And the reality is that every school should focus locally and beyond. The further reality is that any successful school will do both, but the ratio will differ depending on many factors. And in the end, diverse approaches should contribute to better resiliency in the overall “academic biosphere”.

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  4. Tobi

    I think Skúlason’s notion of “university” is accurate. The word “place” seems more like an emphasis on formalizing the practice of learning and discovery than its literal connotation. Also, I don’t think Skúlason is advocating that universities cater to global concerns at the expense of local issues. At least there is no idea or innovation that is globally accepted that does not have a local origin. He is merely encouraging universities to think beyond their immediate environments. Of course, not every learning or research would have a national or global appeal to it but incorporating global perspectives into research and teaching programs would guarantee better citizenships, stronger industries and economy and generally better human welfare.

    There’s something regressive about UNB’s view of itself. Universities are supposed to be boundless. At least we are talking about business of the mind. UNB shares similar experience with many older institutions that are now better placed in terms of research innovations, human development and endowment. I’m not sure I understand their logic but given the state of the university relative to what it could have become, I think those in change are operating from a parochial view of what a university is. Instead of shrinking the scope of a university that is struggling to be visible, they should make an attempt be more competitive.

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  5. Brian McGill

    Very interesting post. And FWIW U Maine is definitely going provincial, as are I think most state universities. We are desperately making the case of local relevance as our funding is cut.

    For me the take away question is the challenge of why a local physical place in the age of the internet?

    I think teaching the next generation (both undergraduate and researchers) has to come into that question in a big way. MOOCs have not exactly kicked universities/colleges out of their central role and I predict never will. I think teaching being such an intense personal interaction and also depending on the “conversation” as defined above is always going to need a local place.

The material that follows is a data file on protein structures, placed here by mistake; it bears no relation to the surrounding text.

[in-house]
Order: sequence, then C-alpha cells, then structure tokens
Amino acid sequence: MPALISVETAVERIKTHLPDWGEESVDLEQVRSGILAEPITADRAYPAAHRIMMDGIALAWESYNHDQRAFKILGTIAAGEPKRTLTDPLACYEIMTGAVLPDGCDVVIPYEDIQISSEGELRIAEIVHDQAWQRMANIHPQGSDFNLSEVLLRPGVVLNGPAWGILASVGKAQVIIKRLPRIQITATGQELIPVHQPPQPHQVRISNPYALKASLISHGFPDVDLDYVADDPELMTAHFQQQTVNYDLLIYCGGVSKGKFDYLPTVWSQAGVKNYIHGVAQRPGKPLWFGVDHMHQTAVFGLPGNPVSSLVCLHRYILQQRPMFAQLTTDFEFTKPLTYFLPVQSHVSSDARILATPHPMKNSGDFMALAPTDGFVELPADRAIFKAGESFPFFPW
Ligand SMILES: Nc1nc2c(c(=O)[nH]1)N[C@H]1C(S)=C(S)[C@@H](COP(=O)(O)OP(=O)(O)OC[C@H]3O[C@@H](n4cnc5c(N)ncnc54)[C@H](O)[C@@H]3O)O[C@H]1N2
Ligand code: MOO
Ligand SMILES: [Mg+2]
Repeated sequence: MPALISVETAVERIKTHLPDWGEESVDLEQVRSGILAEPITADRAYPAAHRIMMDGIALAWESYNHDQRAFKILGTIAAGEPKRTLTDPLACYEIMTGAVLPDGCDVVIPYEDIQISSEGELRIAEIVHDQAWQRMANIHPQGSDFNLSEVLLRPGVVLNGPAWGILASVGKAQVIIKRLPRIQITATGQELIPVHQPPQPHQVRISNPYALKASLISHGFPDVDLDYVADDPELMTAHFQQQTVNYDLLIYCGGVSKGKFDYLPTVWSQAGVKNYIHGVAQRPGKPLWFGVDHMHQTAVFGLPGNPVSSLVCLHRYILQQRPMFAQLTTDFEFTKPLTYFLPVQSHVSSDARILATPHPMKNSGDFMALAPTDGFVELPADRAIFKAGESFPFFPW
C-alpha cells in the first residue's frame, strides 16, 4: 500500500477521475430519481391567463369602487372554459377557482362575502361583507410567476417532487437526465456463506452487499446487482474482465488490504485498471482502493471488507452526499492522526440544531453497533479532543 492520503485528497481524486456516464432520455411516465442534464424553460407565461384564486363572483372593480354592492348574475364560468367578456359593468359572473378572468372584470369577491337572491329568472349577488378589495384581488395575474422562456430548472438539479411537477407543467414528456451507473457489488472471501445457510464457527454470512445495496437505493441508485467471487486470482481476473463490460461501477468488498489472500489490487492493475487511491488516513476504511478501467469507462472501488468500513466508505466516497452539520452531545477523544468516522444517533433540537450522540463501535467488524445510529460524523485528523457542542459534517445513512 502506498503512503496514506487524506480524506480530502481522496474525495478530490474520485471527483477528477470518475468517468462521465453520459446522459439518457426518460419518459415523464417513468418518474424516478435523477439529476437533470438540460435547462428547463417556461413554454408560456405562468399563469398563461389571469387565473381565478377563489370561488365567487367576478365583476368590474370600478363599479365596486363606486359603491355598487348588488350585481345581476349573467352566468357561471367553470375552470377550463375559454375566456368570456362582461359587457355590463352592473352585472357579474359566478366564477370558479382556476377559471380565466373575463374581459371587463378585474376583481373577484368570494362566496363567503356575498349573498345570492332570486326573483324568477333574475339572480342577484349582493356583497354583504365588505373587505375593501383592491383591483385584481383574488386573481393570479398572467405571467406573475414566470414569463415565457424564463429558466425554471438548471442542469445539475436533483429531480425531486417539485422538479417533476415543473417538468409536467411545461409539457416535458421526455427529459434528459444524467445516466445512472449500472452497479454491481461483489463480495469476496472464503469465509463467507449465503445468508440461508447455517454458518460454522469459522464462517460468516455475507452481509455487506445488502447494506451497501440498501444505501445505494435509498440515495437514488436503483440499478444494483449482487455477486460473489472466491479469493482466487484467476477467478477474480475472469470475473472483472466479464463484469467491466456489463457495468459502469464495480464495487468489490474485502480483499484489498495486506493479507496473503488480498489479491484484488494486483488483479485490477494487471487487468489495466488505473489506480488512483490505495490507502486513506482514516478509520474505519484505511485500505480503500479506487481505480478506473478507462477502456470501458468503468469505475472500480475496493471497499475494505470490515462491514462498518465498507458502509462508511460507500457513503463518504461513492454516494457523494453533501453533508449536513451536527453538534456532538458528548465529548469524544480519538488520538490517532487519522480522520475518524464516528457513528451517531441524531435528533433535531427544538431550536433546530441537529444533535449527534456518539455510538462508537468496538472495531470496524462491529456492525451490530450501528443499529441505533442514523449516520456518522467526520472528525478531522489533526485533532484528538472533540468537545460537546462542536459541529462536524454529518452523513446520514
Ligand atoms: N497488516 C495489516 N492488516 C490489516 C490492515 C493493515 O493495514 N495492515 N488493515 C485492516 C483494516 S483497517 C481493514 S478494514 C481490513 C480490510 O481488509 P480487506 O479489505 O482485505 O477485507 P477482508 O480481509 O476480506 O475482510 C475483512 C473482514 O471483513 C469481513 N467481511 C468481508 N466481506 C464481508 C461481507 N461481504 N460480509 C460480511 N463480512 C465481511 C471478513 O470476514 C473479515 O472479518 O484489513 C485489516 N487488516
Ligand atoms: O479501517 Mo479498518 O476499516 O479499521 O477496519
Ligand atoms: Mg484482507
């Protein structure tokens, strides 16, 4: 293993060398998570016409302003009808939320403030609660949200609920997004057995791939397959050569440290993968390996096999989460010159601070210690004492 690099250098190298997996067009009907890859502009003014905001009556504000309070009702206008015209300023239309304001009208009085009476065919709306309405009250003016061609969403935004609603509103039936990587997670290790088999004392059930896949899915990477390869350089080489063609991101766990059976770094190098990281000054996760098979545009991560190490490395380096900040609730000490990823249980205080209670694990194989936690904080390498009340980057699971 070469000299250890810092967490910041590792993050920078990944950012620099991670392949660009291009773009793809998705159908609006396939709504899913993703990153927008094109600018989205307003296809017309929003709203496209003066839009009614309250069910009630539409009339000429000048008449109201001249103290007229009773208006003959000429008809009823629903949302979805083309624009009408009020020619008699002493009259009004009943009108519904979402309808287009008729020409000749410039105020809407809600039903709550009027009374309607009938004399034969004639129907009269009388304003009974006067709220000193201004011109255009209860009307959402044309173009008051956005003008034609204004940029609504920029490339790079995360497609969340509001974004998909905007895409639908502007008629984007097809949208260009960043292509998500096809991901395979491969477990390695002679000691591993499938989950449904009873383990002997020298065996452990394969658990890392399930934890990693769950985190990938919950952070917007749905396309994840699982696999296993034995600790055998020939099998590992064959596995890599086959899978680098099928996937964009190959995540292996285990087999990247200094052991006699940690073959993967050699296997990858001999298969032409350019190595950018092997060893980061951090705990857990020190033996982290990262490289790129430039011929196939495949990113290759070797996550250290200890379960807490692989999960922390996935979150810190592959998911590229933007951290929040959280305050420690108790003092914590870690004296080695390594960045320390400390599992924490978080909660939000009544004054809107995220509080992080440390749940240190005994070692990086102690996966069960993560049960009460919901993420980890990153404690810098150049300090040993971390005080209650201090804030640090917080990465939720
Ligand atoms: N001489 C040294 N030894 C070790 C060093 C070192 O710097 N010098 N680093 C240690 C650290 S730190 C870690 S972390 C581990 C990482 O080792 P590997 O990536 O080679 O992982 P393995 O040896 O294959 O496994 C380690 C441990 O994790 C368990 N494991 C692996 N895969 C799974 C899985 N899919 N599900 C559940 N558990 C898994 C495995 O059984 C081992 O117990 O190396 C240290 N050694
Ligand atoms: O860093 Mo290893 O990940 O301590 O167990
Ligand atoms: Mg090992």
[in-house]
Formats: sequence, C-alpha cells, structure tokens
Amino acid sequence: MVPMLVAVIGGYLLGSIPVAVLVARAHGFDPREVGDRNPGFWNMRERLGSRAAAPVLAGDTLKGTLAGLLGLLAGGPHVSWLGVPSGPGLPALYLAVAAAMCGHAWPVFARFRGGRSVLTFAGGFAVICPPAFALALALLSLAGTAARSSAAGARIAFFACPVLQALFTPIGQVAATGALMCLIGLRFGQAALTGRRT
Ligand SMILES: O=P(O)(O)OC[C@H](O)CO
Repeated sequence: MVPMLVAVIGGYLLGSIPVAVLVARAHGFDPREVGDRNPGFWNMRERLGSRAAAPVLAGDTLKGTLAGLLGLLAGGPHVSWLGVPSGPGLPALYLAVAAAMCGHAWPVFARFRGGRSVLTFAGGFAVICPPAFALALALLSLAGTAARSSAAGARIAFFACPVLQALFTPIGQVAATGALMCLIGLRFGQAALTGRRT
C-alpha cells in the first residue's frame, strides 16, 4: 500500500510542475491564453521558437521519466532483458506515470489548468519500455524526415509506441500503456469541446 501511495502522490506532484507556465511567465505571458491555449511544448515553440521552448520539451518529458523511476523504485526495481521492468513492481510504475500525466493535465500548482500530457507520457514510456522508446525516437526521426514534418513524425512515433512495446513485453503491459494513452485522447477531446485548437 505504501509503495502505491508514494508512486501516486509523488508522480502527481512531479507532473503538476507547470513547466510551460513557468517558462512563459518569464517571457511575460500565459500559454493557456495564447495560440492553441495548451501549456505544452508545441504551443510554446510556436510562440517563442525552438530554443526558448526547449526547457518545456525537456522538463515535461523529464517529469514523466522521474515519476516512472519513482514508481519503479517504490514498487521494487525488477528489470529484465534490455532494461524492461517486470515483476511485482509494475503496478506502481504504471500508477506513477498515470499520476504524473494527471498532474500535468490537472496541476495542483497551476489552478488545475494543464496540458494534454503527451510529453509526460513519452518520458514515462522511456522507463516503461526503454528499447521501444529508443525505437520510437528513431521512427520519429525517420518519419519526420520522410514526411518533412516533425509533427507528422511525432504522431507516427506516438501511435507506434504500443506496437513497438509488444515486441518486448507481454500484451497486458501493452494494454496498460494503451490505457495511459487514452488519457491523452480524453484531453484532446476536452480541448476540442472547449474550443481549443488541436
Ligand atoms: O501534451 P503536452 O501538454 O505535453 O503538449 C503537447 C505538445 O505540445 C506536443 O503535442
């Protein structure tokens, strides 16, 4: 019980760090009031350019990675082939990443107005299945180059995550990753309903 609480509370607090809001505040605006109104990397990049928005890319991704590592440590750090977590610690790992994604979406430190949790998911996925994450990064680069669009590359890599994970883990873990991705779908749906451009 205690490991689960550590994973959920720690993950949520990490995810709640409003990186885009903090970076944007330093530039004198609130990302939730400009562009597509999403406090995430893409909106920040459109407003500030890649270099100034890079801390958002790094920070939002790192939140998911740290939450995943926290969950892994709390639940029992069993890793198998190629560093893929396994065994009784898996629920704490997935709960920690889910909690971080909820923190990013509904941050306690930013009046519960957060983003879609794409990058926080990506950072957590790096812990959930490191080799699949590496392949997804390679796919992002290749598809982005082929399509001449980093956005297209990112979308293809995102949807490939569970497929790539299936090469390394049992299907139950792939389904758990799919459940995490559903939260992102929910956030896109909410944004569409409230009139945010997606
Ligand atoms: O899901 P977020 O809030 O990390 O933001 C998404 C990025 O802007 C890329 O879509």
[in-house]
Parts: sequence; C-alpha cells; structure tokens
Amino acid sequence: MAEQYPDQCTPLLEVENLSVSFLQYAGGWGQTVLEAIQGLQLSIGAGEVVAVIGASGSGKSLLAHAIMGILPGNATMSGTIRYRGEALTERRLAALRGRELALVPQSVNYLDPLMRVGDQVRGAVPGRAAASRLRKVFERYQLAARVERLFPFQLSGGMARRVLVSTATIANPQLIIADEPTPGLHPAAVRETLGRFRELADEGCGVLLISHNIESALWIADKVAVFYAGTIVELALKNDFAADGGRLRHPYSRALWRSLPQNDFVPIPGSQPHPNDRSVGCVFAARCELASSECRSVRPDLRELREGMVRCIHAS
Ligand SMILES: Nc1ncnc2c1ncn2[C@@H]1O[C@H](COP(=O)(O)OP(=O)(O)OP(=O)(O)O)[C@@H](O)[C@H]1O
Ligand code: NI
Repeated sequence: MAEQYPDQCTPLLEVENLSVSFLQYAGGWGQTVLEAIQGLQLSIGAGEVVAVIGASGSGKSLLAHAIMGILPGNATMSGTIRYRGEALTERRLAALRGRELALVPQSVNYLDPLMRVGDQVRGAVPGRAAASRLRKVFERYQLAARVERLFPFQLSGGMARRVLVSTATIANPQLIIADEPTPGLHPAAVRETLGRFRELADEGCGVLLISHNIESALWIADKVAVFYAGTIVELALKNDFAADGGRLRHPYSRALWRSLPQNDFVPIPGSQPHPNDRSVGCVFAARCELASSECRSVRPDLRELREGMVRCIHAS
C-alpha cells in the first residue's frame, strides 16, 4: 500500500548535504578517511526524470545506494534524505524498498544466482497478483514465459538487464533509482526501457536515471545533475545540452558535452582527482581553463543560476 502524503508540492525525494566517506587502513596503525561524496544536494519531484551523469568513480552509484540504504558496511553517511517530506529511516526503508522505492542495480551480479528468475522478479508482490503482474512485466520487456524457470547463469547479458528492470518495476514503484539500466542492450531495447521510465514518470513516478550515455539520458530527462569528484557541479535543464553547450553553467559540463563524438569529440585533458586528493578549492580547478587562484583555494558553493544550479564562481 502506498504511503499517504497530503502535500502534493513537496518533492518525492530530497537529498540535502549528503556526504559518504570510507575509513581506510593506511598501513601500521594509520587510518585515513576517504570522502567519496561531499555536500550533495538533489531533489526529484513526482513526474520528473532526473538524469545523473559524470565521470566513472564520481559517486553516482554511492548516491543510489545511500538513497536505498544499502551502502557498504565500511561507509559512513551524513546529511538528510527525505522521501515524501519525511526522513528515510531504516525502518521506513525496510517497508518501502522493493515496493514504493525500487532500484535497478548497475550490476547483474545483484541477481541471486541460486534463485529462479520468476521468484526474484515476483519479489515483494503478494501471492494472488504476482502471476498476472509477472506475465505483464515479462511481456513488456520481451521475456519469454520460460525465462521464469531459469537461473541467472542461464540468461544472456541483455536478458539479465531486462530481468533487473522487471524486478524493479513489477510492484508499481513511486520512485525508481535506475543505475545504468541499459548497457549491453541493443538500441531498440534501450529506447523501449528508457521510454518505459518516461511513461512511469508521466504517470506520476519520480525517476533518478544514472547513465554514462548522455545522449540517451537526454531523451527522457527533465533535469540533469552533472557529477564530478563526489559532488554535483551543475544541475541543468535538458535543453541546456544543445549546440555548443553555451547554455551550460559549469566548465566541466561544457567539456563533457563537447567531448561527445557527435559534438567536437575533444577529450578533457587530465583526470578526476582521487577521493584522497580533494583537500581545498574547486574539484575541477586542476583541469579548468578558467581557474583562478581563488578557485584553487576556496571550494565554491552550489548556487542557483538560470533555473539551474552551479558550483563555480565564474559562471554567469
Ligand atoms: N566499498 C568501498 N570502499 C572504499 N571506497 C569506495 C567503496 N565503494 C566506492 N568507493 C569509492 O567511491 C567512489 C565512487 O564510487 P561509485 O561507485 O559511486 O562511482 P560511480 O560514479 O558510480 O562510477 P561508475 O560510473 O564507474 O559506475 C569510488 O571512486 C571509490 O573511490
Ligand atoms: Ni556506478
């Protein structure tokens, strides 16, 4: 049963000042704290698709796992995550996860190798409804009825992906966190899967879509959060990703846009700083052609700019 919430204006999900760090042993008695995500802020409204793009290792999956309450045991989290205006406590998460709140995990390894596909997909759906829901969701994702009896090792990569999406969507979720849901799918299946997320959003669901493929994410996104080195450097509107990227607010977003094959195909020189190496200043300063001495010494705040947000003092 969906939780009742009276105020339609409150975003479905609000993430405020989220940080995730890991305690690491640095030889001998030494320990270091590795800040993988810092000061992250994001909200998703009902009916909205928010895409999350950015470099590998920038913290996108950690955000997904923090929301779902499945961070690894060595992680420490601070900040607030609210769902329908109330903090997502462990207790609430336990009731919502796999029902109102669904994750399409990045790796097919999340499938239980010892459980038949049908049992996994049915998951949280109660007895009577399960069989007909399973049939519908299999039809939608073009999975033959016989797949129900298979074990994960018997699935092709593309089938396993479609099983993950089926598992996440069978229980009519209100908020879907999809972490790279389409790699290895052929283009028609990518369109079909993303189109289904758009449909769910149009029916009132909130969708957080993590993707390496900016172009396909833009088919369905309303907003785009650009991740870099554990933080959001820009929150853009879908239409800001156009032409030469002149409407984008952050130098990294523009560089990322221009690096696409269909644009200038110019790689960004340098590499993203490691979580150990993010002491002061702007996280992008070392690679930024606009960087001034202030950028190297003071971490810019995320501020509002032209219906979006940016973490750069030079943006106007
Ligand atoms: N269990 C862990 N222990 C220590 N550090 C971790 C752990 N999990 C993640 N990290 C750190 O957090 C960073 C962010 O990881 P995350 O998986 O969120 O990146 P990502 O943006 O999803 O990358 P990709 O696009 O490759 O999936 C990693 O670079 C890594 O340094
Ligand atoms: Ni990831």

But I also think money has to enter the conversation. The state/province/government has traditionally funded teacher/researchers. And it is of course more efficient to centralize their teacher/researchers to share classrooms, facilities/HR/IT/accounting, lab equipment, etc. As governments increasingly defund their teacher/researchers, we see the natural responses of increasing focus on our teaching role to attract/retain student dollars. And a rear guard attempt to convince governments to continue to fund research by making it “relevant” and “local”.

    Once current governments have made teaching self-funded by students and defunded research (to carry a current trend to an extreme), there is little reason for a physical place for researchers (outside of a few fields that are large equipment based). The logical outcome of this would be teaching-centered physical local places run largely as businesses and a diffuse virtual network of researchers*.

    Ironically, I think this logical extreme will kill the main value researchers bring to a state or province. It is not new research that is locally focused and applied (although this value is not zero). The main value having a research core brings is in the openness and global connectedness to the flow of new ideas which brings innovation and value on a scale much wider than the researchers own output (agreeing with your point). This strikes me as a classic externality problem – who pays and how to pay for an indirect communal good.**

    I don’t know if I believe that prediction or not, but it is a fun thought experiment. Thanks for a thought provoking post!

    *Where exactly those researchers are funded from is a fraught question – while states are devaluing research faster, it is clear that national governments and business are both trending down on research funding too. Military-relevant research is about the only funding guaranteed direction. I guess one has to hope commitment to research funding is a pendulum and not a trendline. I think there is a decent chance of that being true. I certainly hope so!

    ** In the federal model of US and Canada there have always been states/provinces that get this better than others and their economies are booming (North Carolina, California, Massachusetts).

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    1. ScientistSeesSquirrel Post author

      Thanks, Brian – great reply, could pretty much have been a post by itself! Yes, your framing of it as a classic externality problem makes sense to me. Interesting point about North Carolina etc – would that NB would see that…

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  6. Pingback: The university as an organization: collegial or hierarchical? | Scientist Sees Squirrel